Saint Afra (died 304) was martyred during the Diocletian persecution. Along with Saint Ulrich, she is a patron saint of Augsburg. Her feast day is August 5. Afra was dedicated to the service of the goddess, Venus, by her mother, Hilaria. Through his teachings, Bishop Narcissus converted Afra and her family to Christianity. When it was learned that Afra was a Christian, she was brought before Diocletian and ordered to sacrifice to the pagan gods. She refused, and was condemned to death by fire.
Saint Afra, by the Master of Messkirch, c. 1535-1540
|Born||Augsburg, Rhaetia, Roman Empire|
Augsburg, Rhaetia, Roman Empire
|Venerated in||Roman Catholic Church, Antiochian Orthodox Christian|
|Major shrine||St. Ulrich's and St. Afra's Abbey, Augsburg|
|Feast||May 24 (sometimes listed as August 6, August 7)|
|Attributes||depicted being burnt to death|
|Patronage||Augsburg; converts; martyrs; penitent women|
Although many different accounts of her life exist, the most widely known is The Acts of St. Afra, which dates from the Carolingian period (8th century AD). In the opinion of most critics this is compilation of two different accounts, the story of the conversion of St. Afra, and the story of her martyrdom. The former is of later origin, and is merely a legendary narrative of Carolingian times, drawn up with the intention of connecting with St. Afra the organization of the church of Augsburg.
In the late 3rd century, her pagan family journeyed from Cyprus to Augsburg. Afra was dedicated to the service of the goddess, Venus, by her mother, Hilaria. According to this source, she was originally a prostitute in Augsburg, having gone there from Cyprus, maybe even as the daughter of the King of Cyprus. She is reputed either to have run a brothel in that town or worked as a hierodule in the Temple of Venus. As the persecution of Christians during the reign of Roman Emperor Diocletian began, Bishop Narcissus of Girona (in Spain) sought refuge in Augsburg and lodged with Afra and her mother, Hilaria. Through his teachings, Bishop Narcissus converted Afra and her family to Christianity.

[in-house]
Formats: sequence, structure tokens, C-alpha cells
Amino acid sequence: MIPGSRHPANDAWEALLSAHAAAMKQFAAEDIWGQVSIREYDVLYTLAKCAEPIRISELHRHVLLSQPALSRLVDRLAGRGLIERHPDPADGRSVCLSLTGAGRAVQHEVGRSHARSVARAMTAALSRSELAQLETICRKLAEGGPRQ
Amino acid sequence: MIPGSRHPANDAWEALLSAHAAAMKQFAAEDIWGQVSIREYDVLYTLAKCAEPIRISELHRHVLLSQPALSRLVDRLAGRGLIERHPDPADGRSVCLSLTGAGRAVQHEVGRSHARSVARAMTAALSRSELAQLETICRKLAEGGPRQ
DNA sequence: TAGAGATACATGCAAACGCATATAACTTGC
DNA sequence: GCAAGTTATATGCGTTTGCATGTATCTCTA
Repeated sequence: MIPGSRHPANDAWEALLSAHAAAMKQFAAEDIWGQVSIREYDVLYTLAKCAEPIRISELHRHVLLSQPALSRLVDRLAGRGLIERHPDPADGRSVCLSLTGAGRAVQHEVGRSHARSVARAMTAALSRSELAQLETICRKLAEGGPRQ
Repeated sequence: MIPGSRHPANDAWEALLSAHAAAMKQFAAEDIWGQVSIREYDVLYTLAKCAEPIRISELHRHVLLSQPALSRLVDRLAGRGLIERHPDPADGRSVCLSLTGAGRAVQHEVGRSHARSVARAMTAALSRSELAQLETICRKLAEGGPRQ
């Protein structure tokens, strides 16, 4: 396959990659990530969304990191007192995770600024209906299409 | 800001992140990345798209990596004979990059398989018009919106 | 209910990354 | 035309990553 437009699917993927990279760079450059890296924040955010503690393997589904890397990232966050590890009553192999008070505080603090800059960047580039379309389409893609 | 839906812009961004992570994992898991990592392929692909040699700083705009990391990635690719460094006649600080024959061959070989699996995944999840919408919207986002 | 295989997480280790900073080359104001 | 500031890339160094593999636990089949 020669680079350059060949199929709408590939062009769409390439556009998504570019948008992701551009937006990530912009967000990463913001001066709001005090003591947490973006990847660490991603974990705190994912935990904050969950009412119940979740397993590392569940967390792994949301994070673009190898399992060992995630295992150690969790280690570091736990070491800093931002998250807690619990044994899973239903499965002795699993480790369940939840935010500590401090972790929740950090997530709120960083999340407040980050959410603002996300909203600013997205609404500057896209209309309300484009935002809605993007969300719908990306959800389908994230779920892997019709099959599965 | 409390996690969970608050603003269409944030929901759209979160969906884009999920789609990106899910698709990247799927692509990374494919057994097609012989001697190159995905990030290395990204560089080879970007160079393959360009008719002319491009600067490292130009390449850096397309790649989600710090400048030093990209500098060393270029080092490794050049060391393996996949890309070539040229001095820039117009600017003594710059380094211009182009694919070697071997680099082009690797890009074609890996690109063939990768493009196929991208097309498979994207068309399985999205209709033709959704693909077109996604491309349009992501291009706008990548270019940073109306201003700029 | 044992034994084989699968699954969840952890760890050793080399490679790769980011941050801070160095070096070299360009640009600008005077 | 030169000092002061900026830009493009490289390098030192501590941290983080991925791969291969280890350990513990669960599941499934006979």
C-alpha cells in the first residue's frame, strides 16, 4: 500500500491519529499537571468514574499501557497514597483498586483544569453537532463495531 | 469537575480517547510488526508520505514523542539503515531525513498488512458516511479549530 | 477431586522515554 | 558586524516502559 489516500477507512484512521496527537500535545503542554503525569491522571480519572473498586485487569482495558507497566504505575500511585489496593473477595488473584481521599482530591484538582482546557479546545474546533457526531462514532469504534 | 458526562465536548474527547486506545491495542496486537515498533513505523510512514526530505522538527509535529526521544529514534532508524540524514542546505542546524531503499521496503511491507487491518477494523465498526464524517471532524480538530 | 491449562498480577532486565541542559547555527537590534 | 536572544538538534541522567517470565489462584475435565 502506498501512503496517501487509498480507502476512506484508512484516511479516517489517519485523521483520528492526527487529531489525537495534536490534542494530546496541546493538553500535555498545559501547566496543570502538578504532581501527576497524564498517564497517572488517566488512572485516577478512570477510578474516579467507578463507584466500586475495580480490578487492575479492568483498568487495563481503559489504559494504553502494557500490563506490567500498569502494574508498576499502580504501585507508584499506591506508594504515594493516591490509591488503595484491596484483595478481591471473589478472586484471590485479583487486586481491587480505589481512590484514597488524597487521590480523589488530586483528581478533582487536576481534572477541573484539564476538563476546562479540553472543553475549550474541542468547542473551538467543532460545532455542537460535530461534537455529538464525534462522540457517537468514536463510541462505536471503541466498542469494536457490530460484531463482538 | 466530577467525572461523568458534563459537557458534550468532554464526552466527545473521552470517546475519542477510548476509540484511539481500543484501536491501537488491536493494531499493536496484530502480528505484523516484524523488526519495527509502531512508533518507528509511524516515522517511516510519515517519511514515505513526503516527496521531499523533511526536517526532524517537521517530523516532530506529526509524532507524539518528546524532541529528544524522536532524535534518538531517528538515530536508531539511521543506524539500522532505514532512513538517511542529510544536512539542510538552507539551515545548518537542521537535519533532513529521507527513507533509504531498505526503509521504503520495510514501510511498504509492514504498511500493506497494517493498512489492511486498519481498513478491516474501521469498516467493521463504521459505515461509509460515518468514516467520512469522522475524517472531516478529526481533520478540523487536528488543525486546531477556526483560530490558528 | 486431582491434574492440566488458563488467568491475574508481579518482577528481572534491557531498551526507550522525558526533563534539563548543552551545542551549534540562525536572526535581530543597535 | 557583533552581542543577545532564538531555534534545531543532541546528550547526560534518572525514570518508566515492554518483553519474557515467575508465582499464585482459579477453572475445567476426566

She continued to hide the bishop from the authorities. When it was learned that Afra was a Christian, she was brought before Diocletian and ordered to sacrifice to the pagan gods. She refused, and was condemned to death by fire on a small island in the Lech River, with her remains being buried at a distance from the place of her martyrdom. Her mother and her maids (viz., Ligna, Eunonia, and Eutropia) later suffered the same fate, for interring her in a burial vault.
According to an alternative account in an earlier document, Afra was beheaded, rather than having been burned. The Martyrologium Hieronymianum (a compilation of martyrs) mentions that Afra "suffered in the city of Augsburg" and was "buried there". Her feast day is August 5.
According to Carl Egger, it appears that the author of the passio blended the account of Afra with that of Venerea, a martyr of Antioch, who is mentioned on the same day in the Martyrologium Hieronymianum. Contrary to this, other ancient calendars portray Afra as a virgin.
St. Ulrich's and St. Afra's Abbey, Augsburg (German: Kloster Sankt Ulrich und Afra Augsburg) is a former Benedictine abbey dedicated to Saint Ulrich and Saint Afra in the south of the old city in Augsburg, Bavaria. From the medieval Saint Afra's church in Meissen, the name passed via a former monastery of the Canons Regular to the current Sächsisches Landesgymnasium Sankt Afra zu Meißen, a boarding school in Saxony.
- Kirsch, Johann Peter. "St. Afra." The Catholic Encyclopedia. Vol. 1. New York: Robert Appleton Company, 1907. 12 Apr. 2013
- "St. Afra, Martyr, of Augsburg, Germany", Antiochian Orthodox Christian Archdiocese
- "Afra (fl. c. 304)". Women in World History: A Biographical Encyclopedia. Gale Research Inc. Archived from the original on February 3, 2018. Retrieved January 10, 2013.(subscription required)
- Butler, Alban. Lives of the Saints, Vol.III, (1866)
- Egger, Carl. "Santa Afra", Santi e Beati
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